Bad For Good by Graham Bartlett

Today I’m delighted to share my thoughts on Bad For Good, the debut thriller from Graham Bartlett. My thanks to publisher Allison and Busby for the advance copy via Netgalley. Here’s what the book is all about:

Source: Netgalley
Release Date: 23 June 2022
Publisher: Allison & Busby

About the Book

How far would you go?

The murder of a promising footballer, son of Brighton’s highest-ranking police officer, means Detective Superintendent Jo Howe has a complicated and sensitive case on her hands. The situation becomes yet more desperate following devastating blackmail threats.

Howe can trust no one as she tracks the brutal killer in a city balanced on a knife edge of vigilante action and a police force riven with corruption.

My Thoughts

This is a book I have been looking forward to for some time. I mean, the author certainly knows what he’s talking about and, having worked as advisor to authors and screenwriters, he was bound to have picked up the odd tip or two about crafting the tension on the page. Not that experiencing it first hand over the course of his career won’t have given Graham Bartlett experience enough of course. But how did all of that knowledge translate onto the page? Quite brilliantly as it turns out, with a story which is a strong a socio-political commentary as it is straightforward adrenalin spiking thriller. For a debut novel, Bad For Good certainly packs a punch and I can’t to see how the author carries us forward from here.

From the very early scenes in this book you can feel the authenticity ooze from the page, along with what can only be described as the overwhelming frustrations of modern policing. Investigations stymied by lack of resource, powers that be who are more concerned with budgets and headlines than they are the true root cause of a seeming crime epidemic that is starting to overtake the south coast region. Where once several forces operated, now there is one singular police district , a pool of resource that is never quite enough. Luckily for businesses in Brighton, there is an alternative. A group ready to step in where the police can’t.

And therein lies the problem. At least as far as Detective Superintendent Jo Howe is concerned. She is the principal Detective in this complicated and deadly investigation, one which pits publicly funded policing against private industry, in a case with a very dark heart. I really liked Jo as a character. She has a hell of a job on her hands, handed somewhat of a poison chalice after her predecessor, Phil Cooke’s, son is murdered, faced with having to investigate his murder whilst trying hard to get to the root of another evil that is blighting the streets. She’s far from perfect, her past almost as complicated as the case she is investigating, her relationship with Cooke the one chink in her otherwise sturdy armour. But as a character, Officer, Mother, Wife, she felt very real, and someone I could really get behind as the story progressed.

Jo Howe is just one of many characters who inform and direct the action, some of whom I’m sure are made of snippets of people the author has met and worked with in the past, many more of which I hope weren’t. Phil Cooke, whilst not an entirely sympathetic characters throughout the course of the book, was someone else I became quite invested in. Placed in an impossible position, with an ill wife and now a murdered son, I could see why he acted as he did, even if I could not quite absolve him of his bad decisions. I’d have expected better, but was intrigued to see just how his full story would come to pass. The author gave him just the right balance of positive and negative traits to make him engaging and to keep me drawn into his story.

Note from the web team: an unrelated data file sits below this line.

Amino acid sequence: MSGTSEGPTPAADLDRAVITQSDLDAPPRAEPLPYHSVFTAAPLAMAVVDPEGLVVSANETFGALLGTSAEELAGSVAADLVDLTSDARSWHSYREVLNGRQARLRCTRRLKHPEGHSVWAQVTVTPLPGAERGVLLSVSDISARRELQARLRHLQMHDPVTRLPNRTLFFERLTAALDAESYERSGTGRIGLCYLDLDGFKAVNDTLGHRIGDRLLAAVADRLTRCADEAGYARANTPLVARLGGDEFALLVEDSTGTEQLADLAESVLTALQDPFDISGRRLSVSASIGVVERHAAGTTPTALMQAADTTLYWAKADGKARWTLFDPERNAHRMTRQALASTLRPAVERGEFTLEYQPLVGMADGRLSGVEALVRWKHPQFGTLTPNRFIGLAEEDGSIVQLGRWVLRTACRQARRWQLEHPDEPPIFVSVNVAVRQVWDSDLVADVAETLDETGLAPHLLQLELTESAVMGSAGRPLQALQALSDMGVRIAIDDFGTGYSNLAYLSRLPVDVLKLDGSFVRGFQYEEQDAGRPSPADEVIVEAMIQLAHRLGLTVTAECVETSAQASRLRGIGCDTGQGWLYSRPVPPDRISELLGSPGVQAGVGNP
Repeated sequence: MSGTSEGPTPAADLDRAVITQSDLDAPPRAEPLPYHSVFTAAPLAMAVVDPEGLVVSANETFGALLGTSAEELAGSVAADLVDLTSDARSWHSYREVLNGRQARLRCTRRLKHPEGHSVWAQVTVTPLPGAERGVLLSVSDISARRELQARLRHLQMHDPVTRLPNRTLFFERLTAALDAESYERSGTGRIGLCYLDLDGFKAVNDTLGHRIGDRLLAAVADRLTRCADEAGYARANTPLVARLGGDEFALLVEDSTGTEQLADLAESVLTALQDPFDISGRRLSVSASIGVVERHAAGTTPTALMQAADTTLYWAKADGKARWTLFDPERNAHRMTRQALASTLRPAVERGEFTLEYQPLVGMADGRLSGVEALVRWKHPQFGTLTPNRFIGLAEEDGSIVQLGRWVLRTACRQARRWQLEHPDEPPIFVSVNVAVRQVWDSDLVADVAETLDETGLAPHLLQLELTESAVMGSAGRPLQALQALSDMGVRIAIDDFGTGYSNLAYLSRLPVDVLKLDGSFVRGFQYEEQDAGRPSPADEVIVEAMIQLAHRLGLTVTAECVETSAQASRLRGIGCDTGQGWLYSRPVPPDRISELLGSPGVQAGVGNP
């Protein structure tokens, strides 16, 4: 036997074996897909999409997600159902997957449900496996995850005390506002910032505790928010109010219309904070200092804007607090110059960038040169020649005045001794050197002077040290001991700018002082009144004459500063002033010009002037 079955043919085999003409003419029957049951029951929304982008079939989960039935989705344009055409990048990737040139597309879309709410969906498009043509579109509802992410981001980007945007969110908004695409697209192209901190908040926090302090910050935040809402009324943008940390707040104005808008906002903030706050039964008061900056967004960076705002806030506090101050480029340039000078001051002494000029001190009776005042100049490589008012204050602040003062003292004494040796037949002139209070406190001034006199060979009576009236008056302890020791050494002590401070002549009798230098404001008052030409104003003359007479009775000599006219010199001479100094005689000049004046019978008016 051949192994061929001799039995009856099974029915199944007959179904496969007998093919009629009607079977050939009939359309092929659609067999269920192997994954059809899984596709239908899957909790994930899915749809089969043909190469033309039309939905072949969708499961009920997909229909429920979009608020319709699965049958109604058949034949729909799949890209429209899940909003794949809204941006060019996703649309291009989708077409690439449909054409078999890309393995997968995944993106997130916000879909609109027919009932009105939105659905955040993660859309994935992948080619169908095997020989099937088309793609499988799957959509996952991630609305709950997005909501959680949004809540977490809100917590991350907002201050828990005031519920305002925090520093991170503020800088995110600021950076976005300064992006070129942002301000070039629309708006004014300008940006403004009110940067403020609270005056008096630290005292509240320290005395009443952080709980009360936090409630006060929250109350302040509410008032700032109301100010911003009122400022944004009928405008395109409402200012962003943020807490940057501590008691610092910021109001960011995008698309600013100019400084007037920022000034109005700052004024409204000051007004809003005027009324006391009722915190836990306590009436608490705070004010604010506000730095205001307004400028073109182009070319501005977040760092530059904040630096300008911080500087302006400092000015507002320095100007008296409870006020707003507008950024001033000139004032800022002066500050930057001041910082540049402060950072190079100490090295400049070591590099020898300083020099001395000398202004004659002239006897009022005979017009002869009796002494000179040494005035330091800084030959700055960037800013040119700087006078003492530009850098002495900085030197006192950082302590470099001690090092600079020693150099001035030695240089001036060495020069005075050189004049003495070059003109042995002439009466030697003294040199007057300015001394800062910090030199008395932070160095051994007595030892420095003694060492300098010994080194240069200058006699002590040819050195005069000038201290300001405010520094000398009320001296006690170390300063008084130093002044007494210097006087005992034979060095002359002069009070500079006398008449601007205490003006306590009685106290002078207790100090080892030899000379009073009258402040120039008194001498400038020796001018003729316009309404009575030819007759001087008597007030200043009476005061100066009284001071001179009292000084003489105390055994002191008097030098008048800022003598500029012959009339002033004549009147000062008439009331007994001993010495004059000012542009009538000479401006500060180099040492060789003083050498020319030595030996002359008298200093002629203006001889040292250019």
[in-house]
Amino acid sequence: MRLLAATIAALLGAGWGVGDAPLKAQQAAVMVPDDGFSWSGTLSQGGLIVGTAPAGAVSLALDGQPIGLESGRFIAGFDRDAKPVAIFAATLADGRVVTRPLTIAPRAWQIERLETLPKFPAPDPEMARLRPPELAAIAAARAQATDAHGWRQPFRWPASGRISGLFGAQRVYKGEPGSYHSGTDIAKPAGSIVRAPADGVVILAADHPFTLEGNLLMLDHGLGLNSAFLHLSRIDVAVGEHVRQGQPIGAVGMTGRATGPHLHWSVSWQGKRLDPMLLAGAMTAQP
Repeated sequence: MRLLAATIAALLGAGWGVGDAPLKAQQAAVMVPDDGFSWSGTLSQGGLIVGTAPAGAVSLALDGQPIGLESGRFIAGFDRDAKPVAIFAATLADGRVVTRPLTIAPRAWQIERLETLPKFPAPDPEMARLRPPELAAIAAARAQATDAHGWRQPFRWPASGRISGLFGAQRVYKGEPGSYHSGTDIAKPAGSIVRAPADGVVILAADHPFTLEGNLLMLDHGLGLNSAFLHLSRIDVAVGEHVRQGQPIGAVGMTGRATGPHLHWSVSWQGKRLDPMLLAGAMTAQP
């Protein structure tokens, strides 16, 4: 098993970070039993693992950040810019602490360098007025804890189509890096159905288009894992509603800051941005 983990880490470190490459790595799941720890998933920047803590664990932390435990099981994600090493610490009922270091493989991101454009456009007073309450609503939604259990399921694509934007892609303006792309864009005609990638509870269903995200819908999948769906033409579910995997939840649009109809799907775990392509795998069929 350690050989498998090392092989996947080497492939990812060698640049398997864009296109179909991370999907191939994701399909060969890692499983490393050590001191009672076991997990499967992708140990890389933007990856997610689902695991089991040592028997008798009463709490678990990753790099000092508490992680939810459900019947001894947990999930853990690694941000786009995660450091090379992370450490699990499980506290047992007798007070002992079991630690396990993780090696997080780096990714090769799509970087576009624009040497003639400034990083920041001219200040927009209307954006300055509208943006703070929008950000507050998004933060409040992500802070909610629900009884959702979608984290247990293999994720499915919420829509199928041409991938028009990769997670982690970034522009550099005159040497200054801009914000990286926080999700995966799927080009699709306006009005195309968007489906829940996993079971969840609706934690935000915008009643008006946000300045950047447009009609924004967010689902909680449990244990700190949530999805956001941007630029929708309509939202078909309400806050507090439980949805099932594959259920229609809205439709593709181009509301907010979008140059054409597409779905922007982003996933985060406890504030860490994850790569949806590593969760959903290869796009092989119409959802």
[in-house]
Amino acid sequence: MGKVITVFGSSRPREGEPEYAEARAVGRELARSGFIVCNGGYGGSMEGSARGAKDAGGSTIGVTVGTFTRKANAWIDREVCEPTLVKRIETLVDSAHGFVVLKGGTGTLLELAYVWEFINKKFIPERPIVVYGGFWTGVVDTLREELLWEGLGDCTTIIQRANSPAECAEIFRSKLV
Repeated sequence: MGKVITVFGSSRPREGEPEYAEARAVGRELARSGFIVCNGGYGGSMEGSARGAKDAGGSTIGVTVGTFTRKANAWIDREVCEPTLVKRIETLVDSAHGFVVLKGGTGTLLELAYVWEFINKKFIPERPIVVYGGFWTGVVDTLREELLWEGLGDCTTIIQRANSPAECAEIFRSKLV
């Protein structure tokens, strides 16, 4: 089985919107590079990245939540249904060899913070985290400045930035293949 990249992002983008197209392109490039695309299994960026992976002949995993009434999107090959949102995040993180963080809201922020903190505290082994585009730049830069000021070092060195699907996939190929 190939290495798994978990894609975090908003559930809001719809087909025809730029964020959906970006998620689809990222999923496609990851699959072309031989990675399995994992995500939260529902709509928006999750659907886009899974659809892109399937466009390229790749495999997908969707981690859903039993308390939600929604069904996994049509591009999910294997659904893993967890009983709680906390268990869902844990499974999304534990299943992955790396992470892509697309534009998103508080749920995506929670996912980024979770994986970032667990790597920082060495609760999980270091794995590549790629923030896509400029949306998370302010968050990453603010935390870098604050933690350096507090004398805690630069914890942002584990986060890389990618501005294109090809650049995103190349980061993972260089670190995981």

There are several threads to this story, from the impact of low numbers of serving officers on duty, to knife crime as reflected in the murder of Cooke’s son. Missing persons, corruption, profiteering and vigilantism all play a major role in a case which seems at first to be quite straight forward but that becomes more complicated with each page turn. There is an undercurrent of threat from the very start, and a tension that bubbles along until near the end where it escalates into full on, heart pounding action where everything is at stake. It made the final chapters of the book so exciting, so fast, that I almost had to re-read the ending to make sure I hadn’t missed anything. I was certainly an explosive and game changing ending, and one I’m really intrigued to see the aftermath of.

If you like a really authentic feeling police thriller, with great characters, and high stakes, high tension storylines then I would definitely recommend picking this book up. Dare I say that some of Graham Bartlett’s clients might want to watch their backs? They’ve some real competition here and I can’t wait to see what he dreams up next.

About the Author

Graham Bartlett is former detective and Chief Superintendent of Brighton Police. He is now a crime fiction and police advisor to authors and TV writers. 

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